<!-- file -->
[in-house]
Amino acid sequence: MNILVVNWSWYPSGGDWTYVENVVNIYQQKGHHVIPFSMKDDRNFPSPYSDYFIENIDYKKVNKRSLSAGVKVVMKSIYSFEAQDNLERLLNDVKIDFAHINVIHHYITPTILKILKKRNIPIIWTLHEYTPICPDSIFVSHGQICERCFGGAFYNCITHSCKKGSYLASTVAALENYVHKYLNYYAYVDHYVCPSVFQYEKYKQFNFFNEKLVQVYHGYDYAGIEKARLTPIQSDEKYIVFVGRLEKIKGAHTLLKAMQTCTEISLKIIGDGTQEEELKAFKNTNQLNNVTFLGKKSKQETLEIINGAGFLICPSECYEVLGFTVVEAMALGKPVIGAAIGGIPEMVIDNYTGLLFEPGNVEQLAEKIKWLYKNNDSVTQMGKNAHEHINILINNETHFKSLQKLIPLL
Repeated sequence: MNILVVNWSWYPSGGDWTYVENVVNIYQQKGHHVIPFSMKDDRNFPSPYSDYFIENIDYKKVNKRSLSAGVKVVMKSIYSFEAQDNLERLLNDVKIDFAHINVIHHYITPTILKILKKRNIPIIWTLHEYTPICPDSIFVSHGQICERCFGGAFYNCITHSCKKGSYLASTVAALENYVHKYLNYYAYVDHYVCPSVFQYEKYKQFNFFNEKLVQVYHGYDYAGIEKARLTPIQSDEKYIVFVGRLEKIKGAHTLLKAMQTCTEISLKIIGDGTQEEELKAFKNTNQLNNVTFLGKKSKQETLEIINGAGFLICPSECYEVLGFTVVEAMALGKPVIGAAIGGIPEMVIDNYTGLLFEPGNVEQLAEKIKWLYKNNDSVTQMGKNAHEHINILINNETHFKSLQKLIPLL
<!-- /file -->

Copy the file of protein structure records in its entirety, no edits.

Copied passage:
[in-house]
Amino acid sequence: MNILVVNWSWYPSGGDWTYVENVVNIYQQKGHHVIPFSMKDDRNFPSPYSDYFIENIDYKKVNKRSLSAGVKVVMKSIYSFEAQDNLERLLNDVKIDFAHINVIHHYITPTILKILKKRNIPIIWTLHEYTPICPDSIFVSHGQICERCFGGAFYNCITHSCKKGSYLASTVAALENYVHKYLNYYAYVDHYVCPSVFQYEKYKQFNFFNEKLVQVYHGYDYAGIEKARLTPIQSDEKYIVFVGRLEKIKGAHTLLKAMQTCTEISLKIIGDGTQEEELKAFKNTNQLNNVTFLGKKSKQETLEIINGAGFLICPSECYEVLGFTVVEAMALGKPVIGAAIGGIPEMVIDNYTGLLFEPGNVEQLAEKIKWLYKNNDSVTQMGKNAHEHINILINNETHFKSLQKLIPLL
Repeated sequence: MNILVVNWSWYPSGGDWTYVENVVNIYQQKGHHVIPFSMKDDRNFPSPYSDYFIENIDYKKVNKRSLSAGVKVVMKSIYSFEAQDNLERLLNDVKIDFAHINVIHHYITPTILKILKKRNIPIIWTLHEYTPICPDSIFVSHGQICERCFGGAFYNCITHSCKKGSYLASTVAALENYVHKYLNYYAYVDHYVCPSVFQYEKYKQFNFFNEKLVQVYHGYDYAGIEKARLTPIQSDEKYIVFVGRLEKIKGAHTLLKAMQTCTEISLKIIGDGTQEEELKAFKNTNQLNNVTFLGKKSKQETLEIINGAGFLICPSECYEVLGFTVVEAMALGKPVIGAAIGGIPEMVIDNYTGLLFEPGNVEQLAEKIKWLYKNNDSVTQMGKNAHEHINILINNETHFKSLQKLIPLL